Coping with Carpal Tunnel Syndrome— and paying attention to symptoms

Wednesday, 29 November 2017, 11:00:02 PM. Carpal Tunnel Syndrome happens when the median nerve running from the forearm to the palm becomes pinched.

For Lydia Coletto, it began with her hands falling asleep.

The tingling, mostly concentrated in her thumb and index finger, would wake her up in the middle of the night. She’d shake out her hands to make it go away.

When the symptoms didn’t improve, Coletto, a receptionist at Northwestern Medicine’s Bartlett offices, asked for help from an orthopedic surgeon. The diagnosis was Carpal Tunnel Syndrome, which happens when the median nerve running from the forearm to the palm becomes pinched.

Carpal Tunnel Syndrome sufferer Lydia Coletto at her workplace in Bartlett, Ill. | Tim Boyle/For the Sun-Times

Coletto, 62, assumed her work, much of which took place on a computer, was to blame. But her doctor, Dr. Thomas Kiesler, an orthopedic surgeon specializing in hands at Northwestern, said Carpal Tunnel’s cause hasn’t been established.

“For the overwhelming majority, we never find the cause,” Kiesler said. “It’s because you’re human, it’s something that humans get and we don’t always know the cause.”

It’s a common belief that using a keyboard and mouse for hours on end can lead to Carpal Tunnel. Kiesler credits “a blitzkrieg” of Carpal Tunnel diagnoses in Australia decades ago that were thought to be caused by computer use as creating the misconception.

While repetitive motion involving wrists is often to blame, no one cause of Carpal Tunnel has been identified, Kiesler said. You can line up ten workers who do the same job, and some may get it, while others may not, he said.

Workers who use vibrating tools like jackhammers or whose work involves repeated gripping could face slightly more risk, but people whose professions require regular computer use shouldn’t assume they will get it, Kiesler added.

Typing and clicking a mouse or texting quickly on a cell phone can cause some pain and fatigue, but not the nerve pain associated with Carpal Tunnel, said Dr. Sanjeev Kakar, an orthopedic surgeon with the Mayo Clinic.

“We weren’t designed to be texting 100 words per minute,” Kakar said. “We do see patients that do a lot of texting that do get tendonitis. In terms of causing Carpal Tunnel, that’s never been proven.”

Dr. Thomas Kiesler is an orthopedic surgeon specializing in hand and upper extremity surgery. | Jon Langham-for the Sun-Times

Carpal Tunnel begins with some tingling in the thumb and index finger, and over time can progress to problems with fine motor skills, Kakar said.

At the height of her symptoms, Coletto said she struggled with her work as she lost feeling in her fingers.

“Even just paperwork became cumbersome, because you’re trying to shuffle through paper [and] you’ve got no feeling,” she said.

Coletto had the symptoms in both hands, although her left hand was significantly worse than her right. Her treatment began with wrist splints that she wore at night to prevent a natural bending of the wrist that happens when we sleep.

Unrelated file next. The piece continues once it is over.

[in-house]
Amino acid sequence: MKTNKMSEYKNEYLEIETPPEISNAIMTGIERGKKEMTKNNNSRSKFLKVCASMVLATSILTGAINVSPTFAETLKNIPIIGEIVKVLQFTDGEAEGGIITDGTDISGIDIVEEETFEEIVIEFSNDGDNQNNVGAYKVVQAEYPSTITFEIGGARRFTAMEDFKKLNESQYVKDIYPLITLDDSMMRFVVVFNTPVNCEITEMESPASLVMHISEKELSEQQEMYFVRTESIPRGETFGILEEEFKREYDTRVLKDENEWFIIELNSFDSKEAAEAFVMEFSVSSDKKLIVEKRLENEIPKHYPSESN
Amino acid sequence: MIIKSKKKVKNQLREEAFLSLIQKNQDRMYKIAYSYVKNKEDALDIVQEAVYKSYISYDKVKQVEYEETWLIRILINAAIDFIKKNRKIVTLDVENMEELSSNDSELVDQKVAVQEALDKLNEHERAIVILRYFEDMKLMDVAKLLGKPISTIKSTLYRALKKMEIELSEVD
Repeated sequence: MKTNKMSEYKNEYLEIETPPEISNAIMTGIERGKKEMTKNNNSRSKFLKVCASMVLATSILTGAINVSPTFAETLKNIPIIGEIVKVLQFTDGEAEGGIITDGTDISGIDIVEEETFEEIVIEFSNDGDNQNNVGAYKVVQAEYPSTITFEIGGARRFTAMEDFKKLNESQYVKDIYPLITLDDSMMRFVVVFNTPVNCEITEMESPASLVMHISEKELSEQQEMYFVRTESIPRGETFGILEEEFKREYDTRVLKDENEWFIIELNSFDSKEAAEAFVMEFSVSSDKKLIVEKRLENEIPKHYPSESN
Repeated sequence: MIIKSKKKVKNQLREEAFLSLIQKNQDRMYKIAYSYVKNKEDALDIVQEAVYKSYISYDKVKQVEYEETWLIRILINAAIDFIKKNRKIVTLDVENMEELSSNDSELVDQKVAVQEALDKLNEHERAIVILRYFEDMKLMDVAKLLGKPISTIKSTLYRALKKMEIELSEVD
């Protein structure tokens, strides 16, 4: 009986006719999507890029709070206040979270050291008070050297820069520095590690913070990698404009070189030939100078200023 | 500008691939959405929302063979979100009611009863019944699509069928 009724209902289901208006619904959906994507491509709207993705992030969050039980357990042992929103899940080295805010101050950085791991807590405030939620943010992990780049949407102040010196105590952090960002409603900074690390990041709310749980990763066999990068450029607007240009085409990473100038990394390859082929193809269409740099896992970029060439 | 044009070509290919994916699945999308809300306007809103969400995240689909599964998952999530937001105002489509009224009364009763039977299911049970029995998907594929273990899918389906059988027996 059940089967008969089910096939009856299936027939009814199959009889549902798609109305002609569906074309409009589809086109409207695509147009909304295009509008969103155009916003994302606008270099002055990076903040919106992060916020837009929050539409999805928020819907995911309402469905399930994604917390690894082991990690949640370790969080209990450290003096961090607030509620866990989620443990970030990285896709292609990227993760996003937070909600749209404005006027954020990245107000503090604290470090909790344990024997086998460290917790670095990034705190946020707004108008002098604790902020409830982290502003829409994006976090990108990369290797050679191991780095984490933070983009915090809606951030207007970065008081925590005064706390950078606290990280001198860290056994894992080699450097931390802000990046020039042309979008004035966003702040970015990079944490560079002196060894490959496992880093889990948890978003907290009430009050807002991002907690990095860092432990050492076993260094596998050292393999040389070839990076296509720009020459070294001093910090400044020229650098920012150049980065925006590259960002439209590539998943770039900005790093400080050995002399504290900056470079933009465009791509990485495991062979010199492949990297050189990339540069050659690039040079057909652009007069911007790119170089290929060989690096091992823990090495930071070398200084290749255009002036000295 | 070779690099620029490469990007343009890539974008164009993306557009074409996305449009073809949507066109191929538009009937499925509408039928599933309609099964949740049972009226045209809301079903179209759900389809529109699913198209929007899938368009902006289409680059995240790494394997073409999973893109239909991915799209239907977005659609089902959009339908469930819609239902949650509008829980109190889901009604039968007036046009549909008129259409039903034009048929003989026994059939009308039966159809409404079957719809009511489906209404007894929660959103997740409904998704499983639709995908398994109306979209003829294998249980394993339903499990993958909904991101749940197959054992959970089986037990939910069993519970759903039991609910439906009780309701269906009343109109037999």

After several months and no relief, Coletto decided to have surgery to relieve the pressure on the nerve in her left hand. A small incision was made in the palm of that hand to cut a ligament near the nerve and free up some space.

More than a month after the surgery, Coletto said her hand is totally back to normal.

But for the majority of people who say they have pain or fatigue in their hands and wrists from using a computer, treatments are far more simple, Kakar said.

“The treatment is rest, therapy, and trying to modulate your activity,” Kakar said.

If you text a lot with the same fingers, try using different ones, he said. Poor posture while typing can also lead to pain, he said, so trying a standing desk could also help.

But the first thing to try is a break, Kiesler said.

“If you’re going to spend eight hours a day typing, if you can break up your typing every hour and do something else at your desk and also stretch a couple times an hour, I really do think it does help,” he said.

Diana Novak Jones is a local freelance writer.

SOME USEFUL TIPS:

–If you spend a lot of your day typing and are dealing with fatigue in your arms and wrists, don’t rush out to buy a new ergonomic keyboard, Dr. Keisler said. First, think about your wrist position.

–Wrists should be in a neutral position, not flexed up or extended, Keisler said. Keyboards and mouses positioned higher than where you might rest your arms, like on top of a desk, are common and can result in tendon overuse tendonitis and forearm muscle strain.

–Studies looking at whether ergonomic keyboards can reduce Carpal Tunnel symptoms are conflicting, Keisler said, but posture, proper keyboard height and distance are important to avoiding upper extremity discomfort.

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